This opinion will be unpublished and

may not be cited except as provided by

Minn. Stat. § 480A.08, subd. 3 (2006).






State of Minnesota,





Brandon Dale Kuznia,



Filed September 4, 2007


Worke, Judge


Otter Tail County District Court

File No. TX-06-877


Lori Swanson, Attorney General, 1800 Bremer Tower, 445 Minnesota Street, St. Paul, MN 55101; and


David J. Hauser, Otter Tail County Attorney, Heather L. Brandborg, Assistant County Attorney, 121 West Junius, Suite 320, Fergus Falls, MN 56537 (for respondent)


Peter J. Timmons, 700 Wells Fargo Plaza, 7900 Xerxes Avenue South, Minneapolis, MN 55431; and


Max Allen Keller, Interchange Tower, 600 Highway 169 South, Suite 1597, Minneapolis, MN 55105 (for appellant)


            Considered and decided by Wright, Presiding Judge; Minge, Judge; and Worke, Judge.

U N P U B L I S H E D   O P I N I O N

WORKE, Judge

            On appeal from a conviction for snowmobiling while intoxicated, appellant argues that the district court erred in finding that (1) a 911 tipster was sufficiently identified and provided enough information to justify the seizure of appellant, and (2) the officer had a reasonable, articulable suspicion to seize him.  We affirm.


             “When reviewing pretrial orders on motions to suppress evidence, we may independently review the facts and determine, as a matter of law, whether the district court erred in suppressing—or not suppressing—the evidence.”  State v. Harris, 590 N.W.2d 90, 98 (Minn. 1999).  In the absence of a factual dispute, whether an investigatory stop is unlawful is a question of law subject to de novo review.  Id.; State v. Waddell, 655 N.W.2d 803, 809 (Minn. 2003).

            Here, in the early morning hours, an officer responded to a 911 call received from an individual who indicated that he witnessed numerous individuals “falling down” as they left a bar.  The caller provided his name, but indicated that he wanted to remain anonymous.  The caller stated that the individuals were driving red or black Polaris snowmobiles.  The officer headed in the direction that the caller stated the snowmobilers were traveling.  Approximately one-quarter mile later, the officer encountered a group of snowmobilers parked either in the ditch or on the side of the road.  The snowmobiles were similar to those reported by the caller.  One of the snowmobilers sped away as the squad car approached.  The officer activated his emergency lights, but the fleeing snowmobiler did not stop.  The officer parked his squad car on the side of the road and left his emergency lights activated because it was dark and the roads were slippery.  When the officer approached the snowmobilers to investigate, he noted that the individuals were not clear in responding to his inquiry regarding where they had come from, exhibited slurred speech, and were swaying from side-to-side.  The individuals also almost fell over when they removed their helmets.

            The United States and Minnesota Constitutions prohibit unreasonable searches and seizures.  U.S. Const. amend. IV; Minn. Const. art. I, § 10.  In Terry v. Ohio, the Supreme Court held that investigatory stops are reasonable and not in violation of the prohibition against unreasonable searches and seizures when the officer has a reasonable, articulable suspicion of criminal activity.  392 U.S. 1, 21, 88 S. Ct. 1868, 1880 (1968).  An officer may make an investigative seizure of an individual if the officer is “able to point to specific and articulable facts which, taken together with rational inferences from those facts, reasonably warrant that intrusion.”  Id.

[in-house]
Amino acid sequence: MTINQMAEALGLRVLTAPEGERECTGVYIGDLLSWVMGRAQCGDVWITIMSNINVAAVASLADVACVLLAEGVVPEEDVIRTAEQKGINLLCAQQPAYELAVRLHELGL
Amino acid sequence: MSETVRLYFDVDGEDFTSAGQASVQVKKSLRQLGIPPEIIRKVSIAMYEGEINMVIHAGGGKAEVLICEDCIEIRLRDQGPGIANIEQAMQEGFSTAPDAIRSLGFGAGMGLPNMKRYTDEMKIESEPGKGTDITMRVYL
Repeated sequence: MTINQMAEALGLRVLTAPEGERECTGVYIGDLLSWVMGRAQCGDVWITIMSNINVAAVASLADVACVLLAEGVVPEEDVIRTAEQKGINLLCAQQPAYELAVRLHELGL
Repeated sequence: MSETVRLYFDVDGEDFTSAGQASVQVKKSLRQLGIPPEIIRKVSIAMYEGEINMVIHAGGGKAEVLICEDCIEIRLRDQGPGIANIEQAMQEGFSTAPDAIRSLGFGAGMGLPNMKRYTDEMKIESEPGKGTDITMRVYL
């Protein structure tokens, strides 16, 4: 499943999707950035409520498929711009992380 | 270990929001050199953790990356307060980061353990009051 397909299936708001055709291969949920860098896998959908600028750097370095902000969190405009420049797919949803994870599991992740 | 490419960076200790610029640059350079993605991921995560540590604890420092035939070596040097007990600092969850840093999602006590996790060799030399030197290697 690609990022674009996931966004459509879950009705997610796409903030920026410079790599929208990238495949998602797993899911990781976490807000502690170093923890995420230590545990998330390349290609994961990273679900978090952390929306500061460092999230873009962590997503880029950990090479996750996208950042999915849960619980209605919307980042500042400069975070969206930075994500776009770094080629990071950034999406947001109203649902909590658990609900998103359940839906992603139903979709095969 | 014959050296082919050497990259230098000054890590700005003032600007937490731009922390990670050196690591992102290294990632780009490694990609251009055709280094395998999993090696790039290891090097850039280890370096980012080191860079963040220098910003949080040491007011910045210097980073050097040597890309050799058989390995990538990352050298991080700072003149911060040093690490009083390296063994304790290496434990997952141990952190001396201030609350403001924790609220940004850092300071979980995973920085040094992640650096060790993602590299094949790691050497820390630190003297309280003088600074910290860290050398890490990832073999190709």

Appellant Brandon Dale Kuznia argues that he was seized when the officer approached him and his group while the officer’s emergency lights were activated.  A reasonable person would not feel free to leave under the circumstances; thus, it is reasonable that appellant was seized at that point.  However, a reasonable, articulable suspicion of criminal activity existed and the investigatory stop of appellant was not unreasonable. 

            Appellant also challenges the reliability of the individual who placed the 911 call.  In order to justify a traffic stop, an informant’s tip must possess sufficient “indicia of reliability.”  Olson v. Comm’r of Pub. Safety, 371 N.W.2d 552, 556 (Minn. 1985).  “Minnesota cases dealing with traffic stops based on informant tips have focused mainly on two factors: (1) identifying information given by the informant, and (2) the facts that support the informant’s assertion that a driver is under the influence.”  Jobe v. Comm’r of Pub. Safety, 609 N.W.2d 919, 921 (Minn. App. 2000).  The totality of the circumstances should be considered when making determinations on these factors.  Id.  There is also a presumption that citizen informants are reliable.  Marben v. State, Dept. of Pub. Safety, 294 N.W.2d 697, 699 (Minn. 1980).  Here, law enforcement knew the full name and location of the caller. The informant had personal knowledge—he witnessed the individuals “falling down” on their way out of the bar and sitting on their snowmobiles.  The fact that several of the individuals were still outside “firing up” their snowmobiles and leaving while the caller was still on the phone reasonably correlates to the location of the snowmobilers stopped in the ditch and was likely reliable.  Based on the totality of the circumstances, the tip possessed a sufficient indicia of reliability.  Because a reasonable, articulable suspicion of criminal activity existed and the tip was sufficiently reliable, the district court did not err in denying appellant’s motion to suppress.